South Africa is a beautiful country, boasting a gorgeous coastline, stunning mountains and mesmerising bushveld. It begs to be explored, and doing that on a mountain bike is one of the best ways to go about it. The longest trail in the country is the Freedom Trail.
Established in 2003, the 2 300-kilometre Freedom Trail – originally known as the Cross Karoo Challenge – starts in Pietermaritzburg in the KwaZulu-Natal Midlands and finishes in Paarl in the Western Cape.
The annual Freedom Challenge, aimed in part at promoting the route, takes place over almost a month and includes an extreme triathlon.
10 years of Freedom
The Freedom Trail, launched as part of South Africa’s celebration of a decade of democracy in 2004, is a mountain bike trail consisting of dirt roads, dirt tracks and cattle tracks that includes plenty of technical challenges.
Despite its great length, the Trail can be ridden at any time of the year, either in one go or in sections. It is designed to be ridden unsupported.
Here is an outline of the route:
(Please note that some sections of the route require permits. Information on these is provided on the Freedom Challenge website).
Starting in Pietermaritzburg, the trial makes its way to Hella Hella via Baynesfield and Byrne. In total, the distance is 70 kilometres.
It takes in the Bisley Nature Reserve, and includes stretches alongside the Umlaas and Umkomaas rivers. Forestry tracks are also included.
Beginning at Hella Hella, the Sizonke section totals 200.5 kilometres. There are public roads and single tracks, and the trail passes though Hella Hella, into the Ntsikeni Nature Reserve, along roads that take in villages, through to Matatiele.
From Hella Hella, the stops include Allendale, Creighton, Ntsikeni, The Side, the R617/Swartberg, Banchory, Rama Gate Junction, and Masakala.
The Maluti section is up to 265 kilometres long and it’s a real tester.
It is a mountainous section, running from the Swartberg, above Matatiele, through villages and past mission stations built by Franciscan monks, below the escarpment of the Maluti Mountains and up to Naude’s Nek before descending into the picturesque village of Rhodes.
At up to 470 kilometres long, the Stormberg section is the longest part of the Freedom Trail.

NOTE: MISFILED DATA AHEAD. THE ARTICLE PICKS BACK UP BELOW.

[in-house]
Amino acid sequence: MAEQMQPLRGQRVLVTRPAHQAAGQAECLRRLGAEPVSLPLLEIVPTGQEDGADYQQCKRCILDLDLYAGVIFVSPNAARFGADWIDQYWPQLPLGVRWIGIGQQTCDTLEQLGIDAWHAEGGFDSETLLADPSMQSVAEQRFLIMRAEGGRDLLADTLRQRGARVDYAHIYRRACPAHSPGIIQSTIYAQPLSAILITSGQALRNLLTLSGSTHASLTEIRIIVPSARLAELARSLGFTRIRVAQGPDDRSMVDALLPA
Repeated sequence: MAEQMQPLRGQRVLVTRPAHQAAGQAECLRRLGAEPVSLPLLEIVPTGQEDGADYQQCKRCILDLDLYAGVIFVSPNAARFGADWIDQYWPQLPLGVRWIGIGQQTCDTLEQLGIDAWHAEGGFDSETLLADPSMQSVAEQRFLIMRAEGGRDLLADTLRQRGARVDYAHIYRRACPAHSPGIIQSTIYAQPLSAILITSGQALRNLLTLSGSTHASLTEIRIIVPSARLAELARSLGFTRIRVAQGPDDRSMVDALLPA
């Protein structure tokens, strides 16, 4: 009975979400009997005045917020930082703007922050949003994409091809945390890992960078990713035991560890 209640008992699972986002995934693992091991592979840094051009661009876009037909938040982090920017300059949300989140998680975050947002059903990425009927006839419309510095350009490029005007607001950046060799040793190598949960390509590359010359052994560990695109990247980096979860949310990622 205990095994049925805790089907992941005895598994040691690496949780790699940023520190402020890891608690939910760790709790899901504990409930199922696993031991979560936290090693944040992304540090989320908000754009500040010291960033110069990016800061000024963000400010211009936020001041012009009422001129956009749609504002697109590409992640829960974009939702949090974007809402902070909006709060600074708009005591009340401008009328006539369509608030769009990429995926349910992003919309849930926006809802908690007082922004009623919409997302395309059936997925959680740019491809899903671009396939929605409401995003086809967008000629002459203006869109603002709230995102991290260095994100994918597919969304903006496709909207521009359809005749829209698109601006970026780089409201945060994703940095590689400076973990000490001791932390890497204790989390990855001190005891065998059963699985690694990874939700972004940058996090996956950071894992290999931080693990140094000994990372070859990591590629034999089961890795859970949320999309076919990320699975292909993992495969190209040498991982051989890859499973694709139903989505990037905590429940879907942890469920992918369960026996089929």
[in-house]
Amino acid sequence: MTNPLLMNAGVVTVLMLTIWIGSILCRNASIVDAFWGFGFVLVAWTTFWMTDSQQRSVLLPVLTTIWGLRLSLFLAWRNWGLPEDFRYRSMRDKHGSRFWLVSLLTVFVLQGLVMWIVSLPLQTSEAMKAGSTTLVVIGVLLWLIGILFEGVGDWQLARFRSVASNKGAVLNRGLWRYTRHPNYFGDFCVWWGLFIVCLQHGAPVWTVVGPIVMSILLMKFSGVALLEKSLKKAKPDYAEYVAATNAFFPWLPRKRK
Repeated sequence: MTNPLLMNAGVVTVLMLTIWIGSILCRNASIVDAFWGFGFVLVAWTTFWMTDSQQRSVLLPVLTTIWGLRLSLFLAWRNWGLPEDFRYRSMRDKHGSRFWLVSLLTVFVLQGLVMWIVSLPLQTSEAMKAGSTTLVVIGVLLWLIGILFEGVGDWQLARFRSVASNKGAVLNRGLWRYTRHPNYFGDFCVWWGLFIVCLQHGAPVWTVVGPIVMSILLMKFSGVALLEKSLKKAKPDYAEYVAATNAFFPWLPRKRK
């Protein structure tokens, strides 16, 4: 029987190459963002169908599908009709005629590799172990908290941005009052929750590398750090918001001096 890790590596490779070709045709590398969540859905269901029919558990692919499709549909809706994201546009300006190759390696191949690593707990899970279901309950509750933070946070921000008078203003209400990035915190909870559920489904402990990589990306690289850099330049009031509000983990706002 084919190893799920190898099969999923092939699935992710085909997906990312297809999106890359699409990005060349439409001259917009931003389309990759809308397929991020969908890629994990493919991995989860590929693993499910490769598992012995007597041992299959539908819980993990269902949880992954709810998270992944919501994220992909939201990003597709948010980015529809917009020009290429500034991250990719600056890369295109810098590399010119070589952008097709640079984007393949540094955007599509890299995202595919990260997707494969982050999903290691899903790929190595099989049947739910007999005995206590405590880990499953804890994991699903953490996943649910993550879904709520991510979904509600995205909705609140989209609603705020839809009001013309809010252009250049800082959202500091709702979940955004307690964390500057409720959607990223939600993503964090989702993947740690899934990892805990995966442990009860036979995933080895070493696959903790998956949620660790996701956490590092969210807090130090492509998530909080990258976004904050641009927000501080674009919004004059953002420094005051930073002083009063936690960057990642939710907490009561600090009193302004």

Starting from Rhodes, the trail winds its way upwards towards Barkly East, before heading down into the valley of the Bokspruit River. After exiting the valley, the route continues along the Sterkspruit River to Johnson’s Leap.
Moving westwards, there is a climb before a descent into Bottlenek. Then it’s on to Rytjiesvlakte before heading into the Southern Drakensberg and descending into Vaalhoek.
There follows a choice of routes on dirt roads to Clifford, before a tough section of climbing and descending through Swartnek to Rossouw and on to Dordrecht.
An alternative route follows farm tracks over the mountains to Bonthoek before rejoining the road after Rossouw.
The trail then continues on to Pronkskraal, Brosterlea and Molteno before crossing over the Bamboesberge to drop off the Drakensberg escarpment.
The Great Karoo is another long section, measuring up to 433 kilometres.
It starts in Hofmeyr and heads off to Cradock along dirt roads. It crosses the Great Fish River and heads to the Mountain Zebra National Park. After traversing the park there is an exciting descent through the Groenhoek Farm, before entering the valley of the Little Fish River.
Heading down from the Swaershoek Mountains near Pearston, the trail goes across the plains of the Camdeboo, past Karoopoort and down to Darlington Dam. Then, into the Addo Elephant National Park, the route continues alongside the Witrugberg, through Perdepoort to the village of Kleinpoort, and across the Springbokvlaktes to the Groot Rivier.
Following the Great Karoo is the Baviaanskloof section. Measuring 280 kilometres, it begins in Steytlerville and takes in the Baviaanskloof Wilderness Area. There is thick coastal foliage and plenty of water along the way, as well as lots of birdlife.
Starting Steytlerville, the trail passes through Hadley, Grasnek, Goedehoop, Cambria, Geelhoutbos, Studtis and Voorkloof to Willowmore.
The next section, the Swartberg, is up to 400 kilometres long. Leaving Willowmore, the trail heads towards Klaarstroom and the railway siding at Vondeling. From there is heads north, then west along the Droeberge, past Rondawel and Sleutelfontein to Prince Albert.
Two options are offered from Prince Albert. The shorter route goes to the Gamkapoort Dam, along the Bosluiskloof road and on to Vleiland. The other choice takes one on a more testing route up the Swartberg Pass and into Die Hel before making for the Bosluiskloof road and on to Vleiland.
From there, the trail runs the Swartberg Mountains to Rouxpos and on through the Anysberg Nature Reserve.
The next section, the Klein Karoo, is divided into just two parts. The first of these, from Anysberg to Ouberg Pass, covers 49 kilometres, while the second, from Ouberg Pass to Montagu via Langkloofspruit, is 37 kilometres long.
The route is highlighted by a breathtaking descent down the Ouberg pass, which then heads along the Langkloofspruit.
The Breede River section of the Freedom Trail is 138 kilometres long. Part of the route includes the old wagon trail that runs along the northern side of the Riviersonderend Mountains.
It goes through the Coegmanskloof to Ashton, and then on to McGregor. That’s where the wagon trail is picked up. The route drops down and around the Brandvlei Dam. Then it’s up to the Stettyns Dam, continuing up to the Elandspad in the Du Toits Kloof.
From the top of the pass, the trail runs through the Hawekwas Plantation, through northern Paarl and over Paarl Mountain to Fairview and Cape Town.
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